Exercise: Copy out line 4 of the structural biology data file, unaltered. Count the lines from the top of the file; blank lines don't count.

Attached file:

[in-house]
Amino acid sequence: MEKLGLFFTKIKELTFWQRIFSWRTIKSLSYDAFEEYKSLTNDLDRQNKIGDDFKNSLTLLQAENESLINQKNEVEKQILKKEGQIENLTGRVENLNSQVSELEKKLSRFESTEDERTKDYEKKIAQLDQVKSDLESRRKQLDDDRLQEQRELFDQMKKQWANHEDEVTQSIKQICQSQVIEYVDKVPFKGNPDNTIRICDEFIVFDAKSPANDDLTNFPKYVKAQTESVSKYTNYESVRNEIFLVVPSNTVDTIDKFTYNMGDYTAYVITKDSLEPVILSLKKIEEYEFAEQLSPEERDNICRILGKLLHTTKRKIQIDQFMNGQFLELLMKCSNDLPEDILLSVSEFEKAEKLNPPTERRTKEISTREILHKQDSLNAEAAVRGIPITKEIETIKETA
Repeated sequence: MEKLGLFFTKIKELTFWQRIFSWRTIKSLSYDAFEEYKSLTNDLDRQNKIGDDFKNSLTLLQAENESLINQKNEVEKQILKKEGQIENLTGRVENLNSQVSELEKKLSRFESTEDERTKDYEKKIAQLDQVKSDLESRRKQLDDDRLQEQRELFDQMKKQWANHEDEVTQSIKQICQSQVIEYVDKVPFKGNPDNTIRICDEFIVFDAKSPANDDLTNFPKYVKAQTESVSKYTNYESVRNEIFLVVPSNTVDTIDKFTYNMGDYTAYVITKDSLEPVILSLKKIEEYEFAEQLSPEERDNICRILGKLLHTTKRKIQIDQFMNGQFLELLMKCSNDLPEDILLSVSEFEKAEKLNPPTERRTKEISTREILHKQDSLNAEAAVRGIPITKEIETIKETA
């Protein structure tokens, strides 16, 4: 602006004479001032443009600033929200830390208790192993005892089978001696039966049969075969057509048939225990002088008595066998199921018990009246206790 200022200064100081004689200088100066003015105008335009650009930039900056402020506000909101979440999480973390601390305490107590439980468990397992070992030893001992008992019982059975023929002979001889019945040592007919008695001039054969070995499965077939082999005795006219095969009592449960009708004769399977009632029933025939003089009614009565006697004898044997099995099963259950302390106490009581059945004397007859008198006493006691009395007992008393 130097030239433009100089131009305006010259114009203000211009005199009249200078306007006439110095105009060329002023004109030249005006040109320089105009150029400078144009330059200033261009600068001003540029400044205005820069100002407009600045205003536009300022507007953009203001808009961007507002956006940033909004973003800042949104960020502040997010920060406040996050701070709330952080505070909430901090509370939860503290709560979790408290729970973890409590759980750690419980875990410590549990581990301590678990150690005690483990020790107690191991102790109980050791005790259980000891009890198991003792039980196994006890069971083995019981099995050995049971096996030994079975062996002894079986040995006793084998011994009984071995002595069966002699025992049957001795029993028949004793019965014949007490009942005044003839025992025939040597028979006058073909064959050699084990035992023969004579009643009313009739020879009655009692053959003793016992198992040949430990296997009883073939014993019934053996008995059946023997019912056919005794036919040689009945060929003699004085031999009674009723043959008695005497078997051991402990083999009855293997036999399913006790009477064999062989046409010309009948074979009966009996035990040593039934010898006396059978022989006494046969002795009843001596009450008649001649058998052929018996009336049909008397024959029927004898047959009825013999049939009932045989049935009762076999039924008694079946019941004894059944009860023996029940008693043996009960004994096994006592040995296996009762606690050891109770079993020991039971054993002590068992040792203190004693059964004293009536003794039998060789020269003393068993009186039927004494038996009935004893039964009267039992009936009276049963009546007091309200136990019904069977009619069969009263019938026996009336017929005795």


């Protein structure tokens, strides 16, 4: 602006004479001032443009600033929200830390208790192993005892089978001696039966049969075969057509048939225990002088008595066998199921018990009246206790 200022200064100081004689200088100066003015105008335009650009930039900056402020506000909101979440999480973390601390305490107590439980468990397992070992030893001992008992019982059975023929002979001889019945040592007919008695001039054969070995499965077939082999005795006219095969009592449960009708004769399977009632029933025939003089009614009565006697004898044997099995099963259950302390106490009581059945004397007859008198006493006691009395007992008393 130097030239433009100089131009305006010259114009203000211009005199009249200078306007006439110095105009060329002023004109030249005006040109320089105009150029400078144009330059200033261009600068001003540029400044205005820069100002407009600045205003536009300022507007953009203001808009961007507002956006940033909004973003800042949104960020502040997010920060406040996050701070709330952080505070909430901090509370939860503290709560979790408290729970973890409590759980750690419980875990410590549990581990301590678990150690005690483990020790107690191991102790109980050791005790259980000891009890198991003792039980196994006890069971083995019981099995050995049971096996030994079975062996002894079986040995006793084998011994009984071995002595069966002699025992049957001795029993028949004793019965014949007490009942005044003839025992025939040597028979006058073909064959050699084990035992023969004579009643009313009739020879009655009692053959003793016992198992040949430990296997009883073939014993019934053996008995059946023997019912056919005794036919040689009945060929003699004085031999009674009723043959008695005497078997051991402990083999009855293997036999399913006790009477064999062989046409010309009948074979009966009996035990040593039934010898006396059978022989006494046969002795009843001596009450008649001649058998052929018996009336049909008397024959029927004898047959009825013999049939009932045989049935009762076999039924008694079946019941004894059944009860023996029940008693043996009960004994096994006592040995296996009762606690050891109770079993020991039971054993002590068992040792203190004693059964004293009536003794039998060789020269003393068993009186039927004494038996009935004893039964009267039992009936009276049963009546007091309200136990019904069977009619069969009263019938026996009336017929005795």